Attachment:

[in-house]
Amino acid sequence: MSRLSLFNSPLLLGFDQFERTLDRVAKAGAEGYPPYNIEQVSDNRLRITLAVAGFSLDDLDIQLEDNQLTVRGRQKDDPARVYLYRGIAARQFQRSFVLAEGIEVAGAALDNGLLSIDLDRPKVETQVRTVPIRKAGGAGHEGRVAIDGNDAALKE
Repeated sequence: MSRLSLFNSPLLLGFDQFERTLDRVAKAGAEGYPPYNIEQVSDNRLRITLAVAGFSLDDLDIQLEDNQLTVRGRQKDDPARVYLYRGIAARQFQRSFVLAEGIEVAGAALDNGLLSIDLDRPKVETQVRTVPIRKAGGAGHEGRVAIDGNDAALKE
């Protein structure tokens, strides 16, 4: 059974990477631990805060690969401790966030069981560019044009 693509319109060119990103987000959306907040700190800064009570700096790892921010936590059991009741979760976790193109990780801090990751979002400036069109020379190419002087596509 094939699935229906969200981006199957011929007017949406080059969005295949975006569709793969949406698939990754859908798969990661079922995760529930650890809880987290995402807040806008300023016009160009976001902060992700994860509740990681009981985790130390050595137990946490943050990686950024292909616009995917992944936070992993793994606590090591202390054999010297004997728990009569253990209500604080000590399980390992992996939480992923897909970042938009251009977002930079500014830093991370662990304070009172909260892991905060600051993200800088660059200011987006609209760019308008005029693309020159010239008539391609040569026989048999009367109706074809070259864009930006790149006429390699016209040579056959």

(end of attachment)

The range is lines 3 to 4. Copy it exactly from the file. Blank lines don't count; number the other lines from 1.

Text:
Repeated sequence: MSRLSLFNSPLLLGFDQFERTLDRVAKAGAEGYPPYNIEQVSDNRLRITLAVAGFSLDDLDIQLEDNQLTVRGRQKDDPARVYLYRGIAARQFQRSFVLAEGIEVAGAALDNGLLSIDLDRPKVETQVRTVPIRKAGGAGHEGRVAIDGNDAALKE
């Protein structure tokens, strides 16, 4: 059974990477631990805060690969401790966030069981560019044009 693509319109060119990103987000959306907040700190800064009570700096790892921010936590059991009741979760976790193109990780801090990751979002400036069109020379190419002087596509 094939699935229906969200981006199957011929007017949406080059969005295949975006569709793969949406698939990754859908798969990661079922995760529930650890809880987290995402807040806008300023016009160009976001902060992700994860509740990681009981985790130390050595137990946490943050990686950024292909616009995917992944936070992993793994606590090591202390054999010297004997728990009569253990209500604080000590399980390992992996939480992923897909970042938009251009977002930079500014830093991370662990304070009172909260892991905060600051993200800088660059200011987006609209760019308008005029693309020159010239008539391609040569026989048999009367109706074809070259864009930006790149006429390699016209040579056959």